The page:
After getting all A’s and holding a GPA higher than 4.0, a Mid-Michigan teen had a chance to earn a scholarship through the preliminary SAT test.
But when test day came so did the issue.
His mother happens to be a teacher at his high school, John Glenn in Bay County.
She was asked to help administer the test, something that would disqualify her son from the scholarship.
“I was devastated,” said Sarah Atkins.
Atkins is heartbroken for her son Brock. She is a science teacher at Bangor John Glenn High School. Her son Brock is a student there.
She said in October Brock was taking the PSAT National Merit Scholarship qualifying test.
Atkins was in charge of overseeing the exam.
She said she knew that was against the rules and feared Brock would get disqualified. She tried to get out of the assignment, but she said her supervisor Jeff Tuck wouldn’t let her.
“He just said that this wasn’t the big test and he assured me that nothing was going to happen and that it would be fine even though I kept saying it was not and I was really concerned,” Atkins said.
Here’s the rule. It states members of the student’s household or immediate family mat not serve as supervisors, coordinators, or proctors, on the date of the test.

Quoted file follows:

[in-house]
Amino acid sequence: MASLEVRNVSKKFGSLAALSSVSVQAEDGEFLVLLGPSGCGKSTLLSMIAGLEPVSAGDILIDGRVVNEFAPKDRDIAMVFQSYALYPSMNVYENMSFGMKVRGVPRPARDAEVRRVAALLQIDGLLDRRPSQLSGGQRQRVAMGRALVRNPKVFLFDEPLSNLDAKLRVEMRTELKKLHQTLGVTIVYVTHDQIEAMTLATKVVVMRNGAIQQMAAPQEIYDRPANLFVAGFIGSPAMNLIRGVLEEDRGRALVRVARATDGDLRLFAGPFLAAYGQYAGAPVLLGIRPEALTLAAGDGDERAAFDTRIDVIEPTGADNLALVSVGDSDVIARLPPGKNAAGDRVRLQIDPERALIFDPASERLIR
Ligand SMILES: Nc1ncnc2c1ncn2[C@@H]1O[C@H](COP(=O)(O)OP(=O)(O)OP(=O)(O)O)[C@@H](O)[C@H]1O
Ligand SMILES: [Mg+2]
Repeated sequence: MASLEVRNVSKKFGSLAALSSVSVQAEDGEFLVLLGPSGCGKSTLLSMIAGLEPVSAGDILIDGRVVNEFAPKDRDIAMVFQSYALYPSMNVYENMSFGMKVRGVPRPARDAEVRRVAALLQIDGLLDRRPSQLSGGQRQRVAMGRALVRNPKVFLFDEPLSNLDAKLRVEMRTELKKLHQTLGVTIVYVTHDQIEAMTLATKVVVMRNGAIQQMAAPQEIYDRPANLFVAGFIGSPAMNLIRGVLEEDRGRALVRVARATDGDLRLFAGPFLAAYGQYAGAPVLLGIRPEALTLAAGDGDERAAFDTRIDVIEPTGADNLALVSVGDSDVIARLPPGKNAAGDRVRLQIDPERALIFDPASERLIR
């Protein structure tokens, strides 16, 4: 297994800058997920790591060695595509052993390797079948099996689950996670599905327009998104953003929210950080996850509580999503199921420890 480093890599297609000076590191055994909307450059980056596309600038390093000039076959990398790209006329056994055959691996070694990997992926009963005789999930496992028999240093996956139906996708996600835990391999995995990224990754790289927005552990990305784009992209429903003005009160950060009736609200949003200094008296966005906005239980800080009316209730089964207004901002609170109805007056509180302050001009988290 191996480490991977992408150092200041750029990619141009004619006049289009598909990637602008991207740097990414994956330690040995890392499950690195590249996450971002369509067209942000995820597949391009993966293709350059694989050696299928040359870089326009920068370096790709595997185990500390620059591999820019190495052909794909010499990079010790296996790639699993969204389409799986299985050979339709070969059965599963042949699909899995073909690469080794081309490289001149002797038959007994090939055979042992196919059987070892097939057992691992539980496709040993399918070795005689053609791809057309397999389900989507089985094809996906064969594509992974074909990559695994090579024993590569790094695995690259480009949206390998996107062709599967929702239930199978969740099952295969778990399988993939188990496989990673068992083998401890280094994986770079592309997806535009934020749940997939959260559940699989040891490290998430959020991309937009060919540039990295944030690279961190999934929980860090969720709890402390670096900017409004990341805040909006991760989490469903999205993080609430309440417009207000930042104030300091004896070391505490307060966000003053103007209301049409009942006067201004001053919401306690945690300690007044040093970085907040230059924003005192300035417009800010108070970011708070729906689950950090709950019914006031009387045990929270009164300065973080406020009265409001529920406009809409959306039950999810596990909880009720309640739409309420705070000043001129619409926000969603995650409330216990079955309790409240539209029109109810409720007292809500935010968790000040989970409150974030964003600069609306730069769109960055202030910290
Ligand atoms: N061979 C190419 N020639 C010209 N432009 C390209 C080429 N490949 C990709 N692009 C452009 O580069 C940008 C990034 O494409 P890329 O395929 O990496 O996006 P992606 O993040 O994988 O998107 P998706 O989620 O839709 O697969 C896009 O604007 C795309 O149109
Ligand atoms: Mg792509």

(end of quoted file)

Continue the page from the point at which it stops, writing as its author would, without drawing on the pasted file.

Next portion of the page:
It goes on to say related student’s scores are subject to cancellation.
Atkins says that’s exactly what happened to Brock. Looking back Atkins said she had no choice.
“The administrator was standing right there in support and after I talked to Mr. Tuck I turned to him and he again told me I had to stay as well,” Atkins said. “So I didn’t want to be insubordinate and lose my job.”
Now Atkins is suing Tuck. Her attorney Philp Ellison said Brock scored in the 97th percentile of the entire country. A score worthy of numerous scholarships and grants.
“He was in a unique position to enjoy some real success and opportunities that are only available to a select number of people in this country,” said Ellison. “And because of a hardnosed stance that one administrator took all of those have been washed away.”
TV5 did reach out to Tuck and other school administrators for comment, but at this time we are still waiting to hear back from them.
But Atkins has plenty to say as she wants justice for her son.
“The ideal outcome would something like to have all of Brock’s college paid for at this point,” Atkins said.
No word yet if or when this case will be heard in court.
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